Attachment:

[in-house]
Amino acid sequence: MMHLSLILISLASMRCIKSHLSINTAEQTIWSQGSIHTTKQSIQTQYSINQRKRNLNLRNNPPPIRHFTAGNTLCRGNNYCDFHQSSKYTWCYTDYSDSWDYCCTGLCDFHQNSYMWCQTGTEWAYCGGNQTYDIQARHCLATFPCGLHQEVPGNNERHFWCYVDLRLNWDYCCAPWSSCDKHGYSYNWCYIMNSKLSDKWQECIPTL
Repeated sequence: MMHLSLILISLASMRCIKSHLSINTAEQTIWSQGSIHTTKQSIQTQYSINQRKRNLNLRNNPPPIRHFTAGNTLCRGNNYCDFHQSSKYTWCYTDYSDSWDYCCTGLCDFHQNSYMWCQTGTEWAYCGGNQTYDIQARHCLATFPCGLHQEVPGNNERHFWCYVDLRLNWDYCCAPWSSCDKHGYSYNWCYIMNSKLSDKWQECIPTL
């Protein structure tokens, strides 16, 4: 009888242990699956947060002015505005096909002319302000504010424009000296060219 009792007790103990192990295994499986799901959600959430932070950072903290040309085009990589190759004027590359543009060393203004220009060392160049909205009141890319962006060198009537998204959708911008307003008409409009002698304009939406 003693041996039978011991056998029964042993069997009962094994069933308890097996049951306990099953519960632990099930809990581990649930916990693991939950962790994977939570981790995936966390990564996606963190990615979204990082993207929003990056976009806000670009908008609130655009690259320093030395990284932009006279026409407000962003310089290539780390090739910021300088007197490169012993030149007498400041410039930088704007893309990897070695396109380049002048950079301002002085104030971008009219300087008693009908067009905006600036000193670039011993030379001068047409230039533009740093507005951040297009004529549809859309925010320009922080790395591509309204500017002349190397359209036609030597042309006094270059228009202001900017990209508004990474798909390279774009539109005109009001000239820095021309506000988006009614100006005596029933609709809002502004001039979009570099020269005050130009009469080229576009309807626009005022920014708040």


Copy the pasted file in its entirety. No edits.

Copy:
[in-house]
Amino acid sequence: MMHLSLILISLASMRCIKSHLSINTAEQTIWSQGSIHTTKQSIQTQYSINQRKRNLNLRNNPPPIRHFTAGNTLCRGNNYCDFHQSSKYTWCYTDYSDSWDYCCTGLCDFHQNSYMWCQTGTEWAYCGGNQTYDIQARHCLATFPCGLHQEVPGNNERHFWCYVDLRLNWDYCCAPWSSCDKHGYSYNWCYIMNSKLSDKWQECIPTL
Repeated sequence: MMHLSLILISLASMRCIKSHLSINTAEQTIWSQGSIHTTKQSIQTQYSINQRKRNLNLRNNPPPIRHFTAGNTLCRGNNYCDFHQSSKYTWCYTDYSDSWDYCCTGLCDFHQNSYMWCQTGTEWAYCGGNQTYDIQARHCLATFPCGLHQEVPGNNERHFWCYVDLRLNWDYCCAPWSSCDKHGYSYNWCYIMNSKLSDKWQECIPTL
């Protein structure tokens, strides 16, 4: 009888242990699956947060002015505005096909002319302000504010424009000296060219 009792007790103990192990295994499986799901959600959430932070950072903290040309085009990589190759004027590359543009060393203004220009060392160049909205009141890319962006060198009537998204959708911008307003008409409009002698304009939406 003693041996039978011991056998029964042993069997009962094994069933308890097996049951306990099953519960632990099930809990581990649930916990693991939950962790994977939570981790995936966390990564996606963190990615979204990082993207929003990056976009806000670009908008609130655009690259320093030395990284932009006279026409407000962003310089290539780390090739910021300088007197490169012993030149007498400041410039930088704007893309990897070695396109380049002048950079301002002085104030971008009219300087008693009908067009905006600036000193670039011993030379001068047409230039533009740093507005951040297009004529549809859309925010320009922080790395591509309204500017002349190397359209036609030597042309006094270059228009202001900017990209508004990474798909390279774009539109005109009001000239820095021309506000988006009614100006005596029933609709809002502004001039979009570099020269005050130009009469080229576009309807626009005022920014708040």